I’ve been musing on the 49th Psalm for some time. It’s one of the rarest birds in the Lectionary. It would have a two-parter next week, but for the advent of Lent. You’ll need to wait for a mostly annual appearance on a September Friday this year. Thankfully, due to the omnipresent nature of bound paper if not the trails of cyberspace, we can access it anytime for reflection.
The Psalmist begins with an introductory announcement, suggesting that pretty much everyone needs to pay attention.
1 Hear this, all you peoples;
give ear, all inhabitants of the world,
2 both low and high,
rich and poor together.
3 My mouth shall speak wisdom;
the meditation of my heart shall be understanding.
4 I will incline my ear to a proverb;
I will solve my riddle to the music of the harp. (NRSV)
So, we’re on the same page, this is poetry. It’s not tweeting or legal language. The lyrics compare in pairs, people and inhabitants, low/high and rich/poor, mouth and heart, speech and meditation, wisdom and understanding.
I’m interested in the original Hebrew (of which I’m ignorant) but the English pairing seems jarring in verse 4. One listens to a proverb, certainly. But solving a puzzle with music? Where is the Psalmist taking listeners with that expression?
I do think that great artists doing their best work don’t leave it all on show in the first view. In churches you sometimes get the simpler view. You’ve seen one catalog saint statue, you’ve seen them all. And indeed, the Pieta has been reproduced so many times, it holds no meaning other than a reference point. Jesus died; his mother cradles the body in her arms. We know that. Go to Rome, as a few friends have done. You see the work in person, in its context, and the believer, the prepared observer, is drawn into the experience. Good art takes us deep. The rest is just decoration. Buy it from a catalog or get it at a box store: it’s the same. It surrounds and comforts us.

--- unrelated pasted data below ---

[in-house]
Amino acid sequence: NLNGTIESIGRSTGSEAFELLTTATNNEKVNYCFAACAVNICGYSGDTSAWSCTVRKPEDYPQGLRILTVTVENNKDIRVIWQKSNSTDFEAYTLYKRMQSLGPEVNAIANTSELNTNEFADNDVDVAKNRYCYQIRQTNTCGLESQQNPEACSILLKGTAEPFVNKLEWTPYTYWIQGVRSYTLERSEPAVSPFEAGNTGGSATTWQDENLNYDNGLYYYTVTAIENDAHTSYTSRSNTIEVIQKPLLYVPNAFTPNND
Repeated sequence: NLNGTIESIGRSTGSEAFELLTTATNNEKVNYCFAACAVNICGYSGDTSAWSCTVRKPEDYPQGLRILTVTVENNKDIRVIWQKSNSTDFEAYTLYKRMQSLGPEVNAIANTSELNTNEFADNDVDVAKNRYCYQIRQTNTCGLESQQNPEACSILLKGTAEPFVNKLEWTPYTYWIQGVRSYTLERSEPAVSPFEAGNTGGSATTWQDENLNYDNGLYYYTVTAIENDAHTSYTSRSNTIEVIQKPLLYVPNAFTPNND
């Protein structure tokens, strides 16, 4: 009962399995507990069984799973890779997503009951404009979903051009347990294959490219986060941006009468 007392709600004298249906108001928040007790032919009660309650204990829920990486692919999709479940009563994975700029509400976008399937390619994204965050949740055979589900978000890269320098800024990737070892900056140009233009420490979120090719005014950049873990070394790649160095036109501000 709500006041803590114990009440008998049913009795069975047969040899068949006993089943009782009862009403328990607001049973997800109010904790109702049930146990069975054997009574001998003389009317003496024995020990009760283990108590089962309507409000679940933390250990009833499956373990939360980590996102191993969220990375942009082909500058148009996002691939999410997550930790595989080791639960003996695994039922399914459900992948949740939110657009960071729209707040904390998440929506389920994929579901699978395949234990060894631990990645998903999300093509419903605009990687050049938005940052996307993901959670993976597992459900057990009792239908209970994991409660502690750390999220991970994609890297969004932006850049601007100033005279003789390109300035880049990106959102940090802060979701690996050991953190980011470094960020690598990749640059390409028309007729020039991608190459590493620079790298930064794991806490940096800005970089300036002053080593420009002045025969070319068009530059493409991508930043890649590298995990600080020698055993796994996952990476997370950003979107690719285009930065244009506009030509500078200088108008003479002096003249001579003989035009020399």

If you take a peek at Psalm 49, you’ll see the intent is not to surround and comfort. Sure, we can read words of affirmation and hope and trust. But the circumstances of the Psalmist are dire: evil seems to be in ascendancy. What do we do about that? It’s a question for our own times, no?
You should consult interlinear sources for Scriptural vs vernacular renderings. While I have printed parallel Testaments from my time assisting on translation assessments in the pre-Internet days, the Internet offers a wealth of sources and concordances and commentaries. It may not be Rome, and the resources are not the same as dealing interactively with a master scholar or three, but they are far better than nothing. If for nothing else, to have a sense for the original syntax can alter how one receives a vernacular rendering.
As I am about to being my now annual journeying on each Lenten day through the Gospels (with the Revised English Bible as my primary text), I find myself diving into Greek several times a week (more rarely Hebrew if there’s a gloss to the OT), given the nature of the REB’s renderings that engage and arrest me more than others at the “what does this really mean?” level (and I gather were designed to do that when they were made over 30 years ago).
This is related to why it can be helpful to see how different parts of the current reformed liturgy were historically used in liturgical practice, and having those older ritual books and related materials is of immense value for that. Like the Psalms, these written resources have a lived history.